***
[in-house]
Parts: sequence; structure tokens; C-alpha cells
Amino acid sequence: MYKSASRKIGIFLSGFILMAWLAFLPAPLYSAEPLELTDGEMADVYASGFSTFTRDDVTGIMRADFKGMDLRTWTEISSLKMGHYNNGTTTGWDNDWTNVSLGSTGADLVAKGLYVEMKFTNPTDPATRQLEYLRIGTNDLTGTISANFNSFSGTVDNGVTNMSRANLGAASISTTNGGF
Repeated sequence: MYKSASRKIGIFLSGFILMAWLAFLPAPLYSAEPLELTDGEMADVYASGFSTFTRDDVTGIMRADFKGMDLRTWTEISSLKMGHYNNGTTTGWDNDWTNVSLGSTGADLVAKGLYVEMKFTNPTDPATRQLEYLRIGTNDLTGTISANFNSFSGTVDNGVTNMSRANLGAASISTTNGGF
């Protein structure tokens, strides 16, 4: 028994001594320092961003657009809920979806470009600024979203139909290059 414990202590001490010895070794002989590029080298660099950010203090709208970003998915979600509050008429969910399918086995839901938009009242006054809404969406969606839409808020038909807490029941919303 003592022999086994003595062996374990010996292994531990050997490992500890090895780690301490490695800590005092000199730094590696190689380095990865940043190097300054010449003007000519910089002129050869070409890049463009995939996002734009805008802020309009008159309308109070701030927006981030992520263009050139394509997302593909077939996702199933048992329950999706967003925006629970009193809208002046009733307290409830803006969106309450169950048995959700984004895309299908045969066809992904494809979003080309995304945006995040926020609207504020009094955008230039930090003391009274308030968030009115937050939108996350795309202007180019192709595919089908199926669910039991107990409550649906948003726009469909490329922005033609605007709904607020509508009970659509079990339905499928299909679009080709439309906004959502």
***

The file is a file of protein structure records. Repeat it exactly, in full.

[in-house]
Parts: sequence; structure tokens; C-alpha cells
Amino acid sequence: MYKSASRKIGIFLSGFILMAWLAFLPAPLYSAEPLELTDGEMADVYASGFSTFTRDDVTGIMRADFKGMDLRTWTEISSLKMGHYNNGTTTGWDNDWTNVSLGSTGADLVAKGLYVEMKFTNPTDPATRQLEYLRIGTNDLTGTISANFNSFSGTVDNGVTNMSRANLGAASISTTNGGF
Repeated sequence: MYKSASRKIGIFLSGFILMAWLAFLPAPLYSAEPLELTDGEMADVYASGFSTFTRDDVTGIMRADFKGMDLRTWTEISSLKMGHYNNGTTTGWDNDWTNVSLGSTGADLVAKGLYVEMKFTNPTDPATRQLEYLRIGTNDLTGTISANFNSFSGTVDNGVTNMSRANLGAASISTTNGGF
């Protein structure tokens, strides 16, 4: 028994001594320092961003657009809920979806470009600024979203139909290059 414990202590001490010895070794002989590029080298660099950010203090709208970003998915979600509050008429969910399918086995839901938009009242006054809404969406969606839409808020038909807490029941919303 003592022999086994003595062996374990010996292994531990050997490992500890090895780690301490490695800590005092000199730094590696190689380095990865940043190097300054010449003007000519910089002129050869070409890049463009995939996002734009805008802020309009008159309308109070701030927006981030992520263009050139394509997302593909077939996702199933048992329950999706967003925006629970009193809208002046009733307290409830803006969106309450169950048995959700984004895309299908045969066809992904494809979003080309995304945006995040926020609207504020009094955008230039930090003391009274308030968030009115937050939108996350795309202007180019192709595919089908199926669910039991107990409550649906948003726009469909490329922005033609605007709904607020509508009970659509079990339905499928299909679009080709439309906004959502």